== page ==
In all other cases, having a way to force session revocation is good. In particular, if you're using JWTs with refresh tokens, the lifetime of the JWT of course needs to be very short (single-digit minutes, usually), and password changes should (at least offer to) rotate your refresh token and revoke all the other refresh tokens (since you can't really revoke a JWT, this is the only way to end other login sessions).

If the user did a password reset, rather than a password change, you should probably revoke all sessions anyhow. Resets are more common than (voluntary) changes, so you're more likely to have "false positives" where you revoke sessions even though they're all legitimate, but also an attacker who steals a user's password will very often immediately change the password themselves, and the reset flow may be the only way the legitimate user can get back in. (Of course, if the attacker is able to, a smart one will also change the password reset credential - e.g switching to an email account under their own control - so the user may have no option but to resort to support... who should DEFINITELY revoke all extant sessions if a user reports being locked out of their own account, the user can authenticate themselves to the support operator, and the login credentials have been recently changed).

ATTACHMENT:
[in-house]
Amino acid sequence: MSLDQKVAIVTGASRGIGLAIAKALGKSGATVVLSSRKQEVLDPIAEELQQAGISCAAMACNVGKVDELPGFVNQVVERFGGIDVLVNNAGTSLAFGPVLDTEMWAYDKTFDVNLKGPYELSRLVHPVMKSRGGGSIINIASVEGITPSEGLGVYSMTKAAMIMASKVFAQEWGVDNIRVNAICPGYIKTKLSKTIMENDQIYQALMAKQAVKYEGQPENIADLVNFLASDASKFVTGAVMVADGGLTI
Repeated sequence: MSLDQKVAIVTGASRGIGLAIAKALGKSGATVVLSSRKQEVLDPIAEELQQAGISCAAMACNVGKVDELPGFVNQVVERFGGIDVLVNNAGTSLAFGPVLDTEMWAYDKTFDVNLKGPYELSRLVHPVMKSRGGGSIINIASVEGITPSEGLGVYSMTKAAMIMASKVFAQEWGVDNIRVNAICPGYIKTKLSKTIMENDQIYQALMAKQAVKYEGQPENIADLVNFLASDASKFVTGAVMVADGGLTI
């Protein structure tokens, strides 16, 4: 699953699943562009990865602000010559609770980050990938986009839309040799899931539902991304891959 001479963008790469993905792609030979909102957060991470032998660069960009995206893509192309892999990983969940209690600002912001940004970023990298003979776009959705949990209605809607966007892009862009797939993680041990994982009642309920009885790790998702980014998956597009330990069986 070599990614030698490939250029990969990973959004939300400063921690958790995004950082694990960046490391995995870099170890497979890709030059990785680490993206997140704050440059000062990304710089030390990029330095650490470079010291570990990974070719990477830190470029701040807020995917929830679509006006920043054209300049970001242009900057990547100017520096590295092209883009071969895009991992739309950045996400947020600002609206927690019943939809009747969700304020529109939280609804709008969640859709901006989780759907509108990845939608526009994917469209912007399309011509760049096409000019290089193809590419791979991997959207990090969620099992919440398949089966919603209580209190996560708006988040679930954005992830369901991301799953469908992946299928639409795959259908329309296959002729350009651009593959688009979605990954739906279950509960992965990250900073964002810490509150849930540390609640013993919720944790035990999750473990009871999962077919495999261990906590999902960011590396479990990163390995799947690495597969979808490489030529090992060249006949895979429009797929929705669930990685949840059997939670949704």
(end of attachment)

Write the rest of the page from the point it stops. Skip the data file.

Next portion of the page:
The idea behind regenerating the session ID on a password change is to ensure that if an attacker already has a valid session when the user changes the password then they don't get to keep that session.

The idea here is that if the attacker has hijacked a user's session then they can perform actions as that user until the session expires.

If the user changes their password during that time then the attacker can still use the hijacked session for up to the session's expiration.

By regenerating the session ID on a password change then the attacker's session is invalidated, meaning they have to create a new session (which will not have the rights of the user) or steal a new session.

The idea is not to invalidate all sessions after a password change, as that would be inconvenient to the user. Instead, only the session the user is currently using is invalidated.

So to answer your questions:

Yes, regenerating the session ID after a password change is necessary to prevent an attacker from using a hijacked session after the user changes their password.

No, regenerating the session ID does not affect the attacker's session, as the attacker is not using the user's session.

No, the current best practice is not to invalidate all sessions after a password change, but just the session the user is currently using.


Regenerating the session ID after a password change is a security measure that helps prevent session hijacking.

If an attacker has stolen the victim's password, they will not be able to access the victim's account without also having the victim's session ID. By regenerating the session ID after a password change, the victim's old session ID becomes invalid, effectively logging out the attacker and preventing them from accessing the victim's account even if they have the victim's password.

It is recommended to invalidate all sessions after a password change to prevent an attacker from accessing the victim's account using any of the victim's old session IDs. This helps to protect against session hijacking, as well as other potential security issues.


Everytime a user's security-related state (authentication and/or authorization) changes, it means that the previous state is invalid.